Adults (18 years and over)
  • In 2017-18, around one in five (19.9%) adults had a measured high blood pressure reading.

Australian Capital Territory had a lower rate of adults who had a measure high blood pressure reading compared with Australia (19.9% compared with 22.8%). The Australian Capital Territory has a younger age structure than Australia as a whole (median age of 35 years compared with 37 nationally) and this contributes to this, as the difference does not remain when differences in age structures were taken into account.

Fruit and vegetable consumption[2]

Adults (18 years and over)
  • Almost half of adults (48.1%) met the Australian Dietary Guidelines for recommended daily serves of fruit (2 or more serves), whilst one in fourteen (6.8%) met the guidelines for daily serves of vegetables (5-6 or more serves for men depending on age, and 5 or more for women).
  • Fewer than one in twenty (4.2%) adults met the guidelines for recommended daily serves of both fruit and vegetables.

Children (2-17 years)
  • More than three quarters (75.3%) of children met the Australian Dietary Guidelines for recommended daily serves of fruit, whilst 3.5% met the guidelines for recommended daily serves of vegetables.
  • Only 3.5% met the guidelines for recommended daily serves of both fruit and vegetables.

Australian Capital Territory had a lower rate of adults meeting the Australian Dietary Guidelines for recommended daily serves of fruit compared with Australia (48.1% compared with 51.3%).

Sugar sweetened and diet drink consumption

Adults (aged 18 years and over)
  • Two in five (43.3%) adults consume either sugar sweetened or diet drinks at least once per week.
  • One in fifteen (6.7%) adults consume sugar sweetened drinks daily. Adults also consume diet drinks daily at a similar rate (5.5%).
  • Men are more than twice as likely as women to consume sugar drinks daily (9.0% compared with 3.8%).

Children (2-17 years)
  • Over one third of children (39.7%) consume either sugar sweetened or diet drinks at least once per week.
  • Sugar sweetened drinks are more popular than diet drinks with 36.0% of children consuming sugar sweetened drinks at least once per week compared with 4.7% for diet drinks.
  • One in thirteen (7.2%) children consume sugar sweetened drinks daily and over one quarter (26.7%) consume 1-3 days per week.
  • Boys are more likely than girls to consume sugar drinks at least once per week (42.4% compared with 31.3%).

Australian Capital Territory adults are less likely to consume either sugar sweetened or diet drinks at least once per week (43.3% compared with 48.0%), sugar sweetened drinks at least once per week (30.0% compared with 36.2%) and sugar sweetened drinks daily (6.7% compared with 9.1%) compared with the national rates. The rates for children were similar to the national rates.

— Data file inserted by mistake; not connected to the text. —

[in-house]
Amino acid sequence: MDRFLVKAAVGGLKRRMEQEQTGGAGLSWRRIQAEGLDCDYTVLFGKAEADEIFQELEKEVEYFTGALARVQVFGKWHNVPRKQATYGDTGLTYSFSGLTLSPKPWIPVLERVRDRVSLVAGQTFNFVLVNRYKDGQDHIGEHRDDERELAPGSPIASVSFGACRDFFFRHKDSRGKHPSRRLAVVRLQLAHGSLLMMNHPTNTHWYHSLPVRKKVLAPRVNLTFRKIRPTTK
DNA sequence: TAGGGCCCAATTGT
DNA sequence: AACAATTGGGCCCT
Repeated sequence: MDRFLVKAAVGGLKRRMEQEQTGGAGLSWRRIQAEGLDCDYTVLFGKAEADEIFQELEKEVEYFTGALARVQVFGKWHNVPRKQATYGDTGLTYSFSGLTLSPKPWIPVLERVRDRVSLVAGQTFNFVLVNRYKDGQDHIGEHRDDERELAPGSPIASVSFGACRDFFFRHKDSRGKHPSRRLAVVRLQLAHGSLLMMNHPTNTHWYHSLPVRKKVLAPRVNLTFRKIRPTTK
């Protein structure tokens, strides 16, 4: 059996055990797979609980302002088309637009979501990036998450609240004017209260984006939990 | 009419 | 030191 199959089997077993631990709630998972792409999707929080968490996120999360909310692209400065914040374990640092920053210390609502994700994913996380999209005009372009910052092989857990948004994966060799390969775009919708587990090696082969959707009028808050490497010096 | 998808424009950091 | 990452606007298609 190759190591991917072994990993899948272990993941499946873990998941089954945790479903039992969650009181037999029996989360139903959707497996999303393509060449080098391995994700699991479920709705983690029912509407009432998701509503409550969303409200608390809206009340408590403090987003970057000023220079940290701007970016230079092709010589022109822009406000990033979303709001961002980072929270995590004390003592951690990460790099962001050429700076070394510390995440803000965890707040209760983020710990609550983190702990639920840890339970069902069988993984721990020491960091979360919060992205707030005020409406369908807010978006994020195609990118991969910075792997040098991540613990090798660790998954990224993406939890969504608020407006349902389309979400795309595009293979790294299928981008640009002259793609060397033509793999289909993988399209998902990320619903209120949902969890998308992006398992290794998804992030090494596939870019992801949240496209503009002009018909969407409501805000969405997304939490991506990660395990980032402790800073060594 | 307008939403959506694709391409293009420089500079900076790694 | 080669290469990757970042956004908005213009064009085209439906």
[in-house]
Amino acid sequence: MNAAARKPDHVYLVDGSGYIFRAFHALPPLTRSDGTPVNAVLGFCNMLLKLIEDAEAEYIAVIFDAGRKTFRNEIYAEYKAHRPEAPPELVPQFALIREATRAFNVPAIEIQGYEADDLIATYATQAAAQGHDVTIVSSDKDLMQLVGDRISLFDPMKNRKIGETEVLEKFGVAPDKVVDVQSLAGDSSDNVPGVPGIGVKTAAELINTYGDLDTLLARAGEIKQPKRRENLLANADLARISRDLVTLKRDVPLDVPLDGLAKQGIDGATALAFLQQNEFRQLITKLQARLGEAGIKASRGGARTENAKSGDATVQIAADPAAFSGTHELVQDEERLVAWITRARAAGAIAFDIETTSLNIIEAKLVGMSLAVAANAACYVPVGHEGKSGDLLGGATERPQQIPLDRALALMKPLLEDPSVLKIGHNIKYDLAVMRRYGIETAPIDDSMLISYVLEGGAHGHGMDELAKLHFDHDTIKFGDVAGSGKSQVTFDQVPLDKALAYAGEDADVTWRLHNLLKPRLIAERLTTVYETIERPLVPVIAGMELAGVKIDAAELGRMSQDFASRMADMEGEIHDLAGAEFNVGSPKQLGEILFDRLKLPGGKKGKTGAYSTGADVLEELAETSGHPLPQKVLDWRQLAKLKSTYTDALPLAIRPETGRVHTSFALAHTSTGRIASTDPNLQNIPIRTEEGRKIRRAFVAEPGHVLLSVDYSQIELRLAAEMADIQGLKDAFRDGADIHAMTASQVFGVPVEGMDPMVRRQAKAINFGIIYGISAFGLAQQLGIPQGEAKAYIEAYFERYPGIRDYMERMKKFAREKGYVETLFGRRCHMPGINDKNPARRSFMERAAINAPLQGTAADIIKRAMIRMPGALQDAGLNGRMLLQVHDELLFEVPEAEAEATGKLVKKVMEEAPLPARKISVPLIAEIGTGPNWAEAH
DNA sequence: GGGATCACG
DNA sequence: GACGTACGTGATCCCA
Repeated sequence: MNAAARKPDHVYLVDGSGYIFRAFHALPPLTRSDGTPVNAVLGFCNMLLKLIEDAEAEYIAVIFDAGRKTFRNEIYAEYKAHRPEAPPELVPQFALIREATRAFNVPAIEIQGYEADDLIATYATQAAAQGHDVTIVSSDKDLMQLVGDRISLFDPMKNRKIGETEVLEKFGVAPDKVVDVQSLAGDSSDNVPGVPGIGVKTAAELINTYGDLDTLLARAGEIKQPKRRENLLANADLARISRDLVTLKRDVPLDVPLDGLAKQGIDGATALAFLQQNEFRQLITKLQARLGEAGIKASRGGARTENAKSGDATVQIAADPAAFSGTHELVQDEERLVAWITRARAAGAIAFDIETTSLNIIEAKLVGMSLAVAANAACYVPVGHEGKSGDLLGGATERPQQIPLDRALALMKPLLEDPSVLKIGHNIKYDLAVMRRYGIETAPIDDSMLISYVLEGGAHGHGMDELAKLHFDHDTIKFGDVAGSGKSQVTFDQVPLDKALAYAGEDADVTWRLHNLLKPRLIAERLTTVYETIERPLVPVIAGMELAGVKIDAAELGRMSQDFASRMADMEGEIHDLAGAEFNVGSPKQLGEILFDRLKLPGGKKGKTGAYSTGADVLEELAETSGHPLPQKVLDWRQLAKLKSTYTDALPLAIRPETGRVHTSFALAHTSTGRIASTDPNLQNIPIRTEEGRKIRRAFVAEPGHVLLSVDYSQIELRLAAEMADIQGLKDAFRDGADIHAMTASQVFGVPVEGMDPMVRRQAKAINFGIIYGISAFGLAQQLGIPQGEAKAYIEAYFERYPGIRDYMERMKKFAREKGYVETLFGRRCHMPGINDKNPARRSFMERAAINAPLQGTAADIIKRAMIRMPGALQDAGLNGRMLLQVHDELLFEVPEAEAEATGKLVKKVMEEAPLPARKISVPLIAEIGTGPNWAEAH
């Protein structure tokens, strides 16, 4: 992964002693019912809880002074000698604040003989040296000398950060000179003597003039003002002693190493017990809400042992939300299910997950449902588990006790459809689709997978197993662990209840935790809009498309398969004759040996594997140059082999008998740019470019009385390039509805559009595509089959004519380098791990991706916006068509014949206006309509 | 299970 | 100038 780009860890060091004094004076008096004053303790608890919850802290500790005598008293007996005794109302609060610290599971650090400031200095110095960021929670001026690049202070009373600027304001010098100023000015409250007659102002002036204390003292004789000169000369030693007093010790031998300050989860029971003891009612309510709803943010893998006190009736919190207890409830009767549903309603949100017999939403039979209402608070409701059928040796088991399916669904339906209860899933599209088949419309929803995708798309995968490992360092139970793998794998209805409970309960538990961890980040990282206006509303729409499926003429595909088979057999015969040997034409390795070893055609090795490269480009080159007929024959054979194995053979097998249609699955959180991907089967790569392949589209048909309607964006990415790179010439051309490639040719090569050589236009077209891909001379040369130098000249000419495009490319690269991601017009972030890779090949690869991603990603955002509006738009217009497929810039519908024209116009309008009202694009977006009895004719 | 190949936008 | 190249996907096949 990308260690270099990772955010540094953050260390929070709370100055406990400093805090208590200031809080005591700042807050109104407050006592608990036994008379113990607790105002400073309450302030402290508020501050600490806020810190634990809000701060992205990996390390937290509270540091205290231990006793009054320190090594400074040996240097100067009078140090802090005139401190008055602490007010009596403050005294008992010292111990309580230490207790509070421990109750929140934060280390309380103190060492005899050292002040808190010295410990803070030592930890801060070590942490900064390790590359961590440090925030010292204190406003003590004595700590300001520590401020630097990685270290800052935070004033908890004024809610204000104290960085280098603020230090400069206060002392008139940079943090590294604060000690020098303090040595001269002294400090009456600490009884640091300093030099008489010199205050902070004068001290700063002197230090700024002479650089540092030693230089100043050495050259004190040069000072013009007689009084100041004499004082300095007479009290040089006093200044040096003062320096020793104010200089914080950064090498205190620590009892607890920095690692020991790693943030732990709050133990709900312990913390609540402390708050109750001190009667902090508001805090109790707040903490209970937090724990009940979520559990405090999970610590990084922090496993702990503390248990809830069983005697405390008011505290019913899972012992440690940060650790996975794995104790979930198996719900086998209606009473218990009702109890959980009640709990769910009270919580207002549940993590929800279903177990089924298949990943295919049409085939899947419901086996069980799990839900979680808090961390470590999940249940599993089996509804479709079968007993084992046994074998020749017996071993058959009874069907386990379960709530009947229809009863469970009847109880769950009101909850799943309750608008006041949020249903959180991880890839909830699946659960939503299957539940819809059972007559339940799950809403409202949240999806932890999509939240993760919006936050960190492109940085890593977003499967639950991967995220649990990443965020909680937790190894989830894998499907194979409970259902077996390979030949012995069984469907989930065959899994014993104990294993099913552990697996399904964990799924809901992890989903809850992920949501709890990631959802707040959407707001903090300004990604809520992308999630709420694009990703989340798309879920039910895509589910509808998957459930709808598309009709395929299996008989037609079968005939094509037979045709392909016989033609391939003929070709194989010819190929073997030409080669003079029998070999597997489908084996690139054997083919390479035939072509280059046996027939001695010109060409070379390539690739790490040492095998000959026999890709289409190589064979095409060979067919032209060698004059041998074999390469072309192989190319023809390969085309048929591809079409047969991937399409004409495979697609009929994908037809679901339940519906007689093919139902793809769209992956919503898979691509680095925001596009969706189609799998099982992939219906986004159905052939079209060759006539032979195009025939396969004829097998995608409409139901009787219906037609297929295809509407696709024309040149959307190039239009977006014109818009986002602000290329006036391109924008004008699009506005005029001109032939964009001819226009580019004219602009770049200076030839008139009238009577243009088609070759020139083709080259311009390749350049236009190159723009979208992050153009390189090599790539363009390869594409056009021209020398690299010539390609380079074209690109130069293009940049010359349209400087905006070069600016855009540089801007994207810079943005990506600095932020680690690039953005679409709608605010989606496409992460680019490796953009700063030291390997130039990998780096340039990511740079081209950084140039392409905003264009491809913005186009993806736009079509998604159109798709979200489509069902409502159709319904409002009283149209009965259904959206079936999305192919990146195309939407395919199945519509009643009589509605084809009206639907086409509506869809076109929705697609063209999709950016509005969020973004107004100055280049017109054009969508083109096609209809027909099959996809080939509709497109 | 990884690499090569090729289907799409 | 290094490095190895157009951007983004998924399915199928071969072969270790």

Physical activity[3]
  • Three in five (62.6%) 18-64 year olds undertook 150 minutes or more of exercise in the last week, excluding workplace physical activity, this increased to 68.8% when workplace physical activity was included.
  • Three in ten (30.0%) 18-64 year olds undertook strength or toning activities on two or more days in the last week.
  • Adults aged 18-64 years described their day at work as mostly sitting (60.0%), 16.6% described their day as mostly walking, 15.6% as mostly standing and 6.7% as mostly heavy labour or physically demanding work.
  • Almost one third (30.9%) of older adults (65 years and over) engaged in 30 minutes of exercise on 5 or more days in the last week.

Australian Capital Territory had a higher rate of adults aged 18-64 years who undertook 150 minutes or more of exercise in the last week excluding workplace activity compared with Australia (62.6% compared with 55.4%), although a higher rate who described their day as mostly sitting (60.0% compared with 43.7%).

For further information

For further information about these and related statistics see publication National Health Survey: First Results, 2017-18 (cat. no. 4364.0.55.001), or contact the National Information and Referral Service on 1300 135 070.

Endnotes

1 National Health and Medical Research Council (NHMRC), 2009. Australian guideline to reduce health risks from drinking alcohol, Canberra: NHMRC <https://nhmrc.gov.au/health-advice/alcohol >; For more information see Glossary.

2 National Health and Medical Research Council (NHMRC), 2013. Australian Dietary Guidelines. Canberra: National Health and Medical Research Council. <https://www.eatforhealth.gov.au/guidelines>; For more information see Glossary.

3 Department of Health, 21 November 2017, The Department of Health: Australia's Physical Activity and Sedentary Behaviour Guidelines <http://www.health.gov.au/internet/main/publishing.nsf/Content/health-pubhlth-strateg-phys-act-guidelines>.

* Estimate has a relative standard error of 25% to 50% and should be used with caution